Then came a man over board drill. They threw a dummy over board and then lowered a power boat into the water and showed how they would go about rescuing someone who might go overboard. They also had a fire fighting exhibition and they also fired three different guns. First was a 50 caliber machine gun, then a larger gun (don't know the size) and finally a 5 inch deck gun. Notice I didn't call it a cannon. The noise from the 5 inch gun was horrendous and the shell could be seen landing in the ocean some 5 and one half miles away.

The other thrill came when I was fortunate enough to eat lunch at the officer's table. I guess on an cruise ship, it would be called the Captain's table, but that would be impractical on a Navy ship. The Captain did sit at the head of the table so I refer to it as the Captain's table. The crew of the Normandie has approximately 300 crewmen and 50 officers so they are somewhat limited in what they can do. The ship had three chow halls, all served from the same galley. They had cooked hamburgers on three large grills on one of the "aft" decks ( see, I'm getting the terminology ) and had all the trimmings. I was told they do this occasionally when they are out at sea for morale purposes.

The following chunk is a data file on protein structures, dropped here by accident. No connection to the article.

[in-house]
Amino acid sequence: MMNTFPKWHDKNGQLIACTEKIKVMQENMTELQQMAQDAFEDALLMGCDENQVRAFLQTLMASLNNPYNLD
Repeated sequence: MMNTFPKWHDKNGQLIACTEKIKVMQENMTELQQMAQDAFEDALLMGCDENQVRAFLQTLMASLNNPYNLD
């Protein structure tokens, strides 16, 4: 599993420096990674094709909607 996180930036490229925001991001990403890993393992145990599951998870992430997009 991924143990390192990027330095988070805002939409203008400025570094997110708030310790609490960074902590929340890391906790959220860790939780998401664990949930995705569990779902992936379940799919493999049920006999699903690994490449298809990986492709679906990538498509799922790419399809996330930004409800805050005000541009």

I almost forgot to mention that I saw maybe 25 female crew members and this is a good time to say that the crew, without exception, treated us with courtesy and respect. I'm sure some of the "old salts" had some difficulty accepting females on the crew, but, if they did, they kept it to themselves. Most of the NL members served in WW 2 and we even had two persons aboard who participated in the Normandie invasion.

On the way back, most of the crew assembled on the deck and they had what I would call a Service Awards program. It was a good move by the Captain as we tried to show our respect and admiration for the job they were doing. A couple of crew people got Captain's promotions at the ceremony. Captains are allowed a small number of promotions for outstanding service outside the Navy's normal promotion system.

One last thing. Most of the NL members wore baseball caps with something on the cap to identify their connection with the Navy. There were, however, several school caps and I will now report the results of that unstated competition. It appeared there was a four way tie between Virginia Tech, UVA, James Madison and UNC until we got back to Richmond and I noticed one of the passengers on the other bus had on a Carolina jacket. So, I am declaring UNC the winner. And besides, I had my UNC watch on in case I needed it to break a tie.

It was a good day and nice to get away from the news. First thing I saw Thursday morning when I went out get the newspaper was a headline that said 68 people had been killed by a suicide bomber. So it was back to normal.

I have a new appreciation for the Navy now, but I couldn't help but wonder how some of the old salts were adjusting to the changes they saw. As we left the ship, the officer who attended the gang plank was wearing dress whites and that neat little white cap with a small bill. It was a she and as I passed her I almost missed seeing a large 45 caliber pistol (terminology) strapped low around her leg. She really looked good and I, for one, would not want to challenge her in any way. I think that's the way it's supposed to be.

Anchors Aweigh.